Confusing “Consent” Terminology Emerges

In its August 19th letter to the Office of the National Coordinator, the HIT Policy Committee creates the term “meaningful consent” related to the coming choices patients will be asked to make about the sharing and use of their clinical data. In the recommendations, the committee clearly states that the recommendations apply to exchange of identifiable health information in order to meet Stage 1 meaningful use requirements. So now is the perfect time to ensure that the difference between the two types of consent remain distinct in the mind of the patient population. As discussed here previously, clinicians are already expected to obtain “informed consent” from patients relative to treatments.

The Policy Committee recommendation states:

When the decision to disclose or exchange the patient’s identifiable health information from the provider’s record is not in the control of the provider or that provider’s organized health care arrangement (“OHCA”), patients should be able to exercise meaningful consent to their participation. ONC should promote this policy through all of its levers.

According to the recommendation, “meaningful consent” is defined by these attributes:

  • Allows the individual advanced knowledge / time to make a decision. (e.g., outside of the urgent need for care.)
  • Is not compelled, or is not used for discriminatory purposes. (e.g., consent to participate in a centralized HIO model or a federated HIO model is not a condition of receiving necessary medical services.)
  • Provides full transparenty and education (i.e., the individual gets a clear explanation of the choice and its consequences, in consumer-friendly language that is conspicuous at the decision-making moment.)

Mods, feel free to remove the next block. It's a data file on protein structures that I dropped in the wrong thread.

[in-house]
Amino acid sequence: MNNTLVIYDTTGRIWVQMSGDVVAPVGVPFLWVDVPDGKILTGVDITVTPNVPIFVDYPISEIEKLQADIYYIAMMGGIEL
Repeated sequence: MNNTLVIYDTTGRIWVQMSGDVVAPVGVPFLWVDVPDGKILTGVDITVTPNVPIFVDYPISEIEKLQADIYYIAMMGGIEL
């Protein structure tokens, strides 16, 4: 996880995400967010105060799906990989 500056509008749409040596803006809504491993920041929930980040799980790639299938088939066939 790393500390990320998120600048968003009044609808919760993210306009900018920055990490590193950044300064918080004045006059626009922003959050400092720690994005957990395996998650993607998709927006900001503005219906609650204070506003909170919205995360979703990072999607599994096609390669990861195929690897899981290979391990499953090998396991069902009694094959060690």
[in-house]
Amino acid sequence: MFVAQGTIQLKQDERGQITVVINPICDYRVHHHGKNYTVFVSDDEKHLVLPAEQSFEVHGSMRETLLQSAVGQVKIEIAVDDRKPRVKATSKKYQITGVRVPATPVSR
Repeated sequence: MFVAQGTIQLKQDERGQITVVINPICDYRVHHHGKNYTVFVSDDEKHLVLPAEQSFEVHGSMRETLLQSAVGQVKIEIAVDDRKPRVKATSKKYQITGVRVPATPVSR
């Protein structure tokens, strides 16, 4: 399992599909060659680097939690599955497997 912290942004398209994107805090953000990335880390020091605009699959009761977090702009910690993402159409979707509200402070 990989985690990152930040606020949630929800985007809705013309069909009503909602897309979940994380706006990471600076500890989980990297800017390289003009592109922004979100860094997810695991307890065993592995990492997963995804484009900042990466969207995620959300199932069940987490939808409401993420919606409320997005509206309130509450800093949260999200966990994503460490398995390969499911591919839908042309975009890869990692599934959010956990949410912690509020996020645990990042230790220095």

• Is commensurate with the circumstances. (i.e., the more sensitive, personally exposing, or inscrutable the activity, the more specific the consent mechanism. Activities that depart significantly from patient reasonable expectations require greater degree of education, time to make decision, opportunity to discuss with provider, etc.)
  • Must be consistent with reasonable patient expectations for privacy, health and safety; and
  • Must be revocable. (i.e., patients should have the ability to change their consent preferences at any time. It should be clearly explained whether such changes can apply retroactively to data copies already exchanged, or whether they apply only “going forward.”)

Note how closely this mirrors the concept of informed consent already sought for clinical procedures. Education, autonomy and lack of coercion are hallmarks of the process. This is really just a variant of informed consent, made specific to the flow of personal information. Calling them two different things will create confusion. The HIT Policy Committee can play an important role in alleviating confusion early in the process by recognizing the similarity between what it calls “meaningful” consent and “informed” consent. The Committee should modify its language to reflect this.

In earlier posts (Technology Muddies Informed Consent and Technology Muddies Informed Consent 2), I wrote that the phrase “informed information consent” might be appropriate, and should be introduced; now however, it seems a bit redundant. “Informed data consent” would be more accurate. Paired with “informed clinical consent,” providers and patients alike will have clear terminology to describe the kind of decisions being made. They are related, yet distinct concepts that will be an integral part of the interface between patients, their providers, and the healthcare “system” as a whole.

-Rod Piechowski

Copyright © 2010, Rod Piechowski, Inc., Consulting

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